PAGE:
Blogs > HNN > Luther Spoehr, Review of Garry Wills's “Outside Looking In: Adventures of an Observer” (Viking, 2010).

Mar 4, 2011 9:52 pm


Luther Spoehr, Review of Garry Wills's “Outside Looking In: Adventures of an Observer” (Viking, 2010).



[Luther Spoehr is Senior Lecturer in Education & History at Brown University.]

Sometimes I think Garry Wills writes faster than I can read. For half a century, with over 40 books, plus countless articles and reviews in the “New York Review of Books” and the like, to his credit, Wills has been a constant, valuable, original participant in conversations about American political history, philosophy, and religion. His highly readable interpretations of political figures from George Washington to Ronald Reagan all command respect (for my money his “Nixon Agonistes,” published in 1970, is still the best single volume on that complex, conflicted president); his “Lincoln at Gettysburg” won the Pulitzer Prize. And his writings on the Bible and Christianity, particularly his own Roman Catholicism (“Why I Am a Catholic”), bring energy and vitality to a topic that is too often dismissed by more secular scholars.

Wills’ latest book is not his first memoir, but it is his most personal and revealing. He at least partially undermines his book’s title by telling anecdote after anecdote about his encounters and friendships with notables in politics, journalism, and show business: he gets too far into their worlds to be entirely an outsider. But a part of him always remains the “observer”—his analytical eye never sleeps.

In the book’s introduction, “A Bookworm’s Confession,” Wills portrays himself as the proverbial “constant reader” even as a child. Plunging into higher education, he trained as a classicist, then was lured away from academia by William F. Buckley, Jr., who launched him into the pages of “National Review.” A decade of friendship and immersion in the Buckley way of life--filled with intellectual excitement, parties, and sailing--ended in bitter disagreement over the Vietnam War and the social movements of the ‘60s. But by then Wills was well on his way to establishing himself as a unique combination of academic (with appointments first at Johns Hopkins, then at Northwestern) and journalist, writing for a wide variety of publications. (After 30 years, Wills and Buckley renewed their friendship, and one of the best pieces in this book is a warm appreciation of his early conservative patron. With Wills, the personal often trumps mere politics.)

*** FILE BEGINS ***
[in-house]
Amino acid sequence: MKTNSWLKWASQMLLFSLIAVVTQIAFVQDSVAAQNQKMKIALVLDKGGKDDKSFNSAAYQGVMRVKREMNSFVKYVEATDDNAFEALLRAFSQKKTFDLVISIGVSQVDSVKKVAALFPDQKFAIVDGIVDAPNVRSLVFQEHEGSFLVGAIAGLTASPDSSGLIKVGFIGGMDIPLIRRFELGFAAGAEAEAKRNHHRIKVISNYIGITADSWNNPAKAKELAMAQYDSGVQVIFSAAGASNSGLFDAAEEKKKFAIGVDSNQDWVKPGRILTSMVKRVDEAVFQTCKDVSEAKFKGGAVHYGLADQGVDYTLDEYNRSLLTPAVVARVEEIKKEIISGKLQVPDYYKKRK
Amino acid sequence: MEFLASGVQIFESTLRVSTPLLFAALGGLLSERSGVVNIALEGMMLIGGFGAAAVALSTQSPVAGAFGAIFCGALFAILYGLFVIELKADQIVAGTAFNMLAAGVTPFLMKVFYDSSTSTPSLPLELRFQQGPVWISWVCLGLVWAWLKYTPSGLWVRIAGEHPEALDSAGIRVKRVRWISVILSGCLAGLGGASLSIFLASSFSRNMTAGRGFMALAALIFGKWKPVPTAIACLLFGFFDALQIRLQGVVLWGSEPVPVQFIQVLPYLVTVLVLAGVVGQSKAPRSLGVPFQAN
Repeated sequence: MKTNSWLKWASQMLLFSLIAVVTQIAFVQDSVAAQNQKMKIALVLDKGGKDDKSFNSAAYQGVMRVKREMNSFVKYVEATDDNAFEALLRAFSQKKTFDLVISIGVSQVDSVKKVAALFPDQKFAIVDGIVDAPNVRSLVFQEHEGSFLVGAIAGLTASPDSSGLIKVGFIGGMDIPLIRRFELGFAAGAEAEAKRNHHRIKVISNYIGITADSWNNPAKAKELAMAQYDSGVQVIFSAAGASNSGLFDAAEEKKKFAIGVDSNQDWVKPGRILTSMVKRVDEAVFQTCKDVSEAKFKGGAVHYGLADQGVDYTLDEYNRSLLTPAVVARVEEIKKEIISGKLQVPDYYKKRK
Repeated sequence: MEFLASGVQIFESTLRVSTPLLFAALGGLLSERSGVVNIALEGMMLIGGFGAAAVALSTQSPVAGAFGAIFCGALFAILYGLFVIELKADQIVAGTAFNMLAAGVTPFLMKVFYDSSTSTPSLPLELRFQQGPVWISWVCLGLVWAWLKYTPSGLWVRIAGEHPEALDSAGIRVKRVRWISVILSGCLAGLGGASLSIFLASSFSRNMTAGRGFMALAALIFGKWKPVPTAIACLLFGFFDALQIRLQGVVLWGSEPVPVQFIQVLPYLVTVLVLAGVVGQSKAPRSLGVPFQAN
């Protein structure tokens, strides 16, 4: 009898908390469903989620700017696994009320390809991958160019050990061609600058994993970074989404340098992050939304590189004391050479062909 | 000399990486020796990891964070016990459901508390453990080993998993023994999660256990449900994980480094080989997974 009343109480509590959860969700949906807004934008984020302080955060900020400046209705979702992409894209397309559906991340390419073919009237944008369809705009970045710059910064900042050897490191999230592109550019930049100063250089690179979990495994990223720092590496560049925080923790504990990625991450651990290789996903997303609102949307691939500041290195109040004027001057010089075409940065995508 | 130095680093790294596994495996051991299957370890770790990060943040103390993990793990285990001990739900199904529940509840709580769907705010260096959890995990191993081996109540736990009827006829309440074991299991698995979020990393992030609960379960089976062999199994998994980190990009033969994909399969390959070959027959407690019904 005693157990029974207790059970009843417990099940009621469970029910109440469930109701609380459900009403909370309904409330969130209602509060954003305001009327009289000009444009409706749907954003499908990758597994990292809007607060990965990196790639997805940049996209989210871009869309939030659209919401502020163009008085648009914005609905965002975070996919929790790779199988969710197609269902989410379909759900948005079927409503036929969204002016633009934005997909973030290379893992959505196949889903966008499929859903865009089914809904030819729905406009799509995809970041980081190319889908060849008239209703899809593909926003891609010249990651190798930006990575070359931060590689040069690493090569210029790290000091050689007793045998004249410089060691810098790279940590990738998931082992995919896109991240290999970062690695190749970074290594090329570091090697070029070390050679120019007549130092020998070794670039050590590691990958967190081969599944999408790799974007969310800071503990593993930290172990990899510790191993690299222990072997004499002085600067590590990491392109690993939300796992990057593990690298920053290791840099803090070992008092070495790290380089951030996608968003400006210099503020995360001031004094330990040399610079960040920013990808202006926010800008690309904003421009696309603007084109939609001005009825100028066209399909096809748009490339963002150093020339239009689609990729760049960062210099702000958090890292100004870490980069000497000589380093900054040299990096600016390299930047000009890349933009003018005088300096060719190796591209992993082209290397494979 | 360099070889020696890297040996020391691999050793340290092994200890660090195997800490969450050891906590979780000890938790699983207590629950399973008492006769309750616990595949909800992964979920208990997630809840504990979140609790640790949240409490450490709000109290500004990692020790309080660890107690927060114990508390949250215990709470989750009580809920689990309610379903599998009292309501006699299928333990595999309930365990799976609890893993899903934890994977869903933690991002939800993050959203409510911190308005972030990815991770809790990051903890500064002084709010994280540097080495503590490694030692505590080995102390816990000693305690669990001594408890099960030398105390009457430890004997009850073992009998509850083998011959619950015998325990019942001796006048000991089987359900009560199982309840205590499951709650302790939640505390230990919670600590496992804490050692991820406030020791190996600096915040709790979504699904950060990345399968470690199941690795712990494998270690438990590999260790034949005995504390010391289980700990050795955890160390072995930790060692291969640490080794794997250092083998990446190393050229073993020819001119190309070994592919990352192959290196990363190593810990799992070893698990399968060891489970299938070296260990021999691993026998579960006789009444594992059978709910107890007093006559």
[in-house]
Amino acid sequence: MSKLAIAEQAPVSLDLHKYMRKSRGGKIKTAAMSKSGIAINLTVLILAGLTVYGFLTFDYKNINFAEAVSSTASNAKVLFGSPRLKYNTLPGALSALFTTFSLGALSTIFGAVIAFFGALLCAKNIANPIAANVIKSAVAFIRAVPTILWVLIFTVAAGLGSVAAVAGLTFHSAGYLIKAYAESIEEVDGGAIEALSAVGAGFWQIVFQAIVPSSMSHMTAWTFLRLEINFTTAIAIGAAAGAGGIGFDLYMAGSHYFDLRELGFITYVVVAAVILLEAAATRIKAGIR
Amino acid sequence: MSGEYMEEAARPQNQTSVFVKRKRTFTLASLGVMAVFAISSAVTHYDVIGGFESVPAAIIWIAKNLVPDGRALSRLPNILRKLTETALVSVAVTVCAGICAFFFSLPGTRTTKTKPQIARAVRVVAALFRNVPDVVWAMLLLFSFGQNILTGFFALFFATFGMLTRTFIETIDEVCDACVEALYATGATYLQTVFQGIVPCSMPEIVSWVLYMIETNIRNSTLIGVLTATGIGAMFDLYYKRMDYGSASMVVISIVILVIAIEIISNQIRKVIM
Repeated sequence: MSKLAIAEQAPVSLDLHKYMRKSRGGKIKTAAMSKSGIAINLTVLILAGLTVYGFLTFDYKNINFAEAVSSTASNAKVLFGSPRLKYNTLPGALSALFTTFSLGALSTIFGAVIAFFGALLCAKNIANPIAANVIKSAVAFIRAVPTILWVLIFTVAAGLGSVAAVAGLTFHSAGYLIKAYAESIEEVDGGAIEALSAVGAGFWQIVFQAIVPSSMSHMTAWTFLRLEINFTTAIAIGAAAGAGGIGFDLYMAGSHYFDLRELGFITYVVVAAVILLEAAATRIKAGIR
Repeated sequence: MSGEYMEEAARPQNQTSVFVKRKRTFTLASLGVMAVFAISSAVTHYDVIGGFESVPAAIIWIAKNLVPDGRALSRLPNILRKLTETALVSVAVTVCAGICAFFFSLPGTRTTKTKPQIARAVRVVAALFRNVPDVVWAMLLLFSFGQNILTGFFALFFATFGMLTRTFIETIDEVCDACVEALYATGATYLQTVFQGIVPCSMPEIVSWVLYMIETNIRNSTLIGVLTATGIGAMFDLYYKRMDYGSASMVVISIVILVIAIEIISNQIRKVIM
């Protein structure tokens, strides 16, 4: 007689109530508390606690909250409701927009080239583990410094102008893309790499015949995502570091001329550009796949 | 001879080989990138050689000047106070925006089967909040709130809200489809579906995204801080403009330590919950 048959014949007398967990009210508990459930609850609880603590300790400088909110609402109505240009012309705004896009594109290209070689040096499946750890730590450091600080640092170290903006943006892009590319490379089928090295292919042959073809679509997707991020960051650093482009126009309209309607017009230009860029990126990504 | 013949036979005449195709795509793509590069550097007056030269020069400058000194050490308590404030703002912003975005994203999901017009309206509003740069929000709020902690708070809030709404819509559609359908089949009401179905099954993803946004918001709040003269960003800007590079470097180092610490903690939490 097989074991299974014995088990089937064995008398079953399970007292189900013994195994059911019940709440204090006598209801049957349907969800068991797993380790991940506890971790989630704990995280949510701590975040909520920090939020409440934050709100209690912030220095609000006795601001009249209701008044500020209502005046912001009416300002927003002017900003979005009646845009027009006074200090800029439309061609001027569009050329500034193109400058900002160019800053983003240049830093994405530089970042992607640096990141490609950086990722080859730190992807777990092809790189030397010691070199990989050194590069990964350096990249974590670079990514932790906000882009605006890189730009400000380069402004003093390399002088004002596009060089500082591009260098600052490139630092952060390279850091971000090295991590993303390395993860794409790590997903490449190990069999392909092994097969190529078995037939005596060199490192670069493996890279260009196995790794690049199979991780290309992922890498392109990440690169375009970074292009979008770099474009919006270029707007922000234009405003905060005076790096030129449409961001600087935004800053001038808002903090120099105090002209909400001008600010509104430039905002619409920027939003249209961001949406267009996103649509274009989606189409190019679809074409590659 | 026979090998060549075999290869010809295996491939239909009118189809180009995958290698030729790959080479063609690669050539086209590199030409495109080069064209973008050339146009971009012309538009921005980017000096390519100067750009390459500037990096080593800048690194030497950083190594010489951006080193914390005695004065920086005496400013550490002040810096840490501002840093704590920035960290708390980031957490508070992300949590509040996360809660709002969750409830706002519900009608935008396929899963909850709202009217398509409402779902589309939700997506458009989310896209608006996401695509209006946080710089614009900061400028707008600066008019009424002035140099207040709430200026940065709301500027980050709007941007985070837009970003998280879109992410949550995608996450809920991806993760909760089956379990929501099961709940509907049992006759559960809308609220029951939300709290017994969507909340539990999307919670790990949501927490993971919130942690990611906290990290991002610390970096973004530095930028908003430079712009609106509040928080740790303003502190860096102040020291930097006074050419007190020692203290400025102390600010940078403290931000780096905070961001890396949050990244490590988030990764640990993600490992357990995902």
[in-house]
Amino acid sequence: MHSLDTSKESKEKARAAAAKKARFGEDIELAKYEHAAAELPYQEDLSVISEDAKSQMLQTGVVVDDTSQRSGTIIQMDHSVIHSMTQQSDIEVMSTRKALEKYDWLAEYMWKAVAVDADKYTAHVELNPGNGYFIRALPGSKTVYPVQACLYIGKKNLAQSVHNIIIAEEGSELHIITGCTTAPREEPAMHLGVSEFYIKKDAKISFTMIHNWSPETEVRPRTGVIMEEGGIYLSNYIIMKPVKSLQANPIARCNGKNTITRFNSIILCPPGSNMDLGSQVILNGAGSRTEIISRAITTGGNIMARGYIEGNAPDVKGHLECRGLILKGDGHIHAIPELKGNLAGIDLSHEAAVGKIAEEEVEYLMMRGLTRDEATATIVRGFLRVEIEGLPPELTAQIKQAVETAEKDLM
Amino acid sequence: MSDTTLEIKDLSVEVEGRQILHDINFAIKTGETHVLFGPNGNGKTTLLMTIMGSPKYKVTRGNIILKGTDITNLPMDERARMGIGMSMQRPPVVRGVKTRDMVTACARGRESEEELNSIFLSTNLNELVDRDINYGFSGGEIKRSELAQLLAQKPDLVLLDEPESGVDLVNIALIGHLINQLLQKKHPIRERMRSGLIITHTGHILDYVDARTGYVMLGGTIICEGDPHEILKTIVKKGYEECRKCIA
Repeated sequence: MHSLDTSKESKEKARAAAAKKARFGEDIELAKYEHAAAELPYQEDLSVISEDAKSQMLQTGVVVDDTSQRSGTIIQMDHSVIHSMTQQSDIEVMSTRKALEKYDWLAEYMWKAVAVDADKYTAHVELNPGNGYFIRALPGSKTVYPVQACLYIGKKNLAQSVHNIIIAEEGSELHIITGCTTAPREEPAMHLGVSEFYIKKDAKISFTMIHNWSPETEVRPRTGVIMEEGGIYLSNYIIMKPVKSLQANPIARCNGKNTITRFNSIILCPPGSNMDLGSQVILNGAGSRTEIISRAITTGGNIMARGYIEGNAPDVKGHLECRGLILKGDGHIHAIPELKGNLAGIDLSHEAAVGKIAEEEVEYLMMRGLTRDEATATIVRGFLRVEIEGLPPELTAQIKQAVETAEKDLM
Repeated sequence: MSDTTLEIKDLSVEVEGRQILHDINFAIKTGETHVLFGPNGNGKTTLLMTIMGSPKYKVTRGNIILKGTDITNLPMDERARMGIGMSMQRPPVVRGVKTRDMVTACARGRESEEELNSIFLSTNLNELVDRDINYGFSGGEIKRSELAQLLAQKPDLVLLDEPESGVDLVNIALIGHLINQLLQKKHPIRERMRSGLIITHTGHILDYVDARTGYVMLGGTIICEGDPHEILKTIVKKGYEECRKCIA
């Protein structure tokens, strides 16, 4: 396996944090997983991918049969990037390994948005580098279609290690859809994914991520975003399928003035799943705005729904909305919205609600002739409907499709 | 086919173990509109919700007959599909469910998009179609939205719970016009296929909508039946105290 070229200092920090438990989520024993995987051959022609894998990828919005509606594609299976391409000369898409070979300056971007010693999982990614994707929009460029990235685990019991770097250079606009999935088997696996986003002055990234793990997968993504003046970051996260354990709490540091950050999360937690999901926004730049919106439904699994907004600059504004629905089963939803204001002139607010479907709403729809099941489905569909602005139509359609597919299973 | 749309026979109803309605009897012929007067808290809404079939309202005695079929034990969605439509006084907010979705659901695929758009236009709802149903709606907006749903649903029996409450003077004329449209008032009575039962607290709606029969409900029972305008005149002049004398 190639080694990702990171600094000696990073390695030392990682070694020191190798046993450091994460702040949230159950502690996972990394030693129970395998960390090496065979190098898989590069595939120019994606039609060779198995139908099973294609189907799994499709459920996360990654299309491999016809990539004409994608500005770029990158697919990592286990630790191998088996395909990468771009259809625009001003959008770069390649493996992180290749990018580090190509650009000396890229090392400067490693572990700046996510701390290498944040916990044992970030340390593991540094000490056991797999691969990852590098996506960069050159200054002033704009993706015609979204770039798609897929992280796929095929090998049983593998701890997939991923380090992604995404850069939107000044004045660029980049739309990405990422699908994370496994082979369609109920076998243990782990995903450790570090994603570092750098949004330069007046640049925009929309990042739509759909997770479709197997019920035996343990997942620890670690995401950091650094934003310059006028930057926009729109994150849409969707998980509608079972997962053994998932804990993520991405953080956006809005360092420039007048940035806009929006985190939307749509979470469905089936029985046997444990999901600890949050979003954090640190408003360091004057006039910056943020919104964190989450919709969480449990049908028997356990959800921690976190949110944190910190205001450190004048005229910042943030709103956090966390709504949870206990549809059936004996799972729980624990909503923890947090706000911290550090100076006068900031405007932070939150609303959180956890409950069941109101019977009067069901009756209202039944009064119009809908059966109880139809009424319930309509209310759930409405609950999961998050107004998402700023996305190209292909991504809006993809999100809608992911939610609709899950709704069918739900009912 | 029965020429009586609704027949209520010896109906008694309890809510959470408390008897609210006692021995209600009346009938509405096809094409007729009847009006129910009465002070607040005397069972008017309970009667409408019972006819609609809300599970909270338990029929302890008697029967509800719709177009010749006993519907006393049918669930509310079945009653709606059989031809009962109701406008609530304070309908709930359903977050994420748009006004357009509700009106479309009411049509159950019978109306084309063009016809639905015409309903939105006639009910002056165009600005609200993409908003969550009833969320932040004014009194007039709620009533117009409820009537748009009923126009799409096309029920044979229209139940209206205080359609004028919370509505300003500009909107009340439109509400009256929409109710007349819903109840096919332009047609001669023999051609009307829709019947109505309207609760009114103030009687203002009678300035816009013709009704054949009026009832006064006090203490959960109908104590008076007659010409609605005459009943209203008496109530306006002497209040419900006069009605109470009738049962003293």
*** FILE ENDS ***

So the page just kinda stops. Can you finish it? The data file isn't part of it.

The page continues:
Looking to the other end of the political spectrum, Wills provides an engaging portrait of Chicago’s prickly icon, the radio personality and oral historian Studs Terkel. The very personal, generous, and vivid chapters on Buckley and Terkel—along with Wills’ amusing and touching narrative of his courtship and marriage, and a commentary on his complicated relationship with his father—are also the only extended essays in the book. The remaining chapters dispense anecdotes on loosely defined topical themes (“Voices,” for instance, is about opera singers; we also get “Carter and Others” and “Clintons”). But the stories are all well told, interesting, and telling. One of the few villains of the piece, Mark Lane, the JFK assassination conspiracy theorist, comes across, not surprisingly, as a bully. On the other hand, Wills was prepared to dislike movie director Oliver Stone--he considers Stone’s movie “JFK” a “laughable distortion of history”--but Stone won him over with “Nixon” because it presented “the picture of an emotionally wounded man who rises to power without ever becoming a full human being.”

An opera buff, Wills liked soprano Beverly Sills from the start—and the pride he takes in his friendship with her is palpable. How he has time for opera, in light of his staggering productivity, is hard to figure. And how somebody who doesn’t follow sports closely can come away with something worth reporting from a conversation with Raymond Berry, Johnny Unitas’ favorite receiver, is even harder. But Wills brings it off.

This book, discursive and feather-light but entirely charming, has something for virtually anyone interested in recent American culture. Think of it as an aperitif. If you’re not already familiar with Wills’ writing, it will whet your appetite. And if, like me, you’ve read much, but hardly all, of his oeuvre, you will welcome the chance to get better acquainted with the man behind 50 years of shrewd analysis and lively prose.




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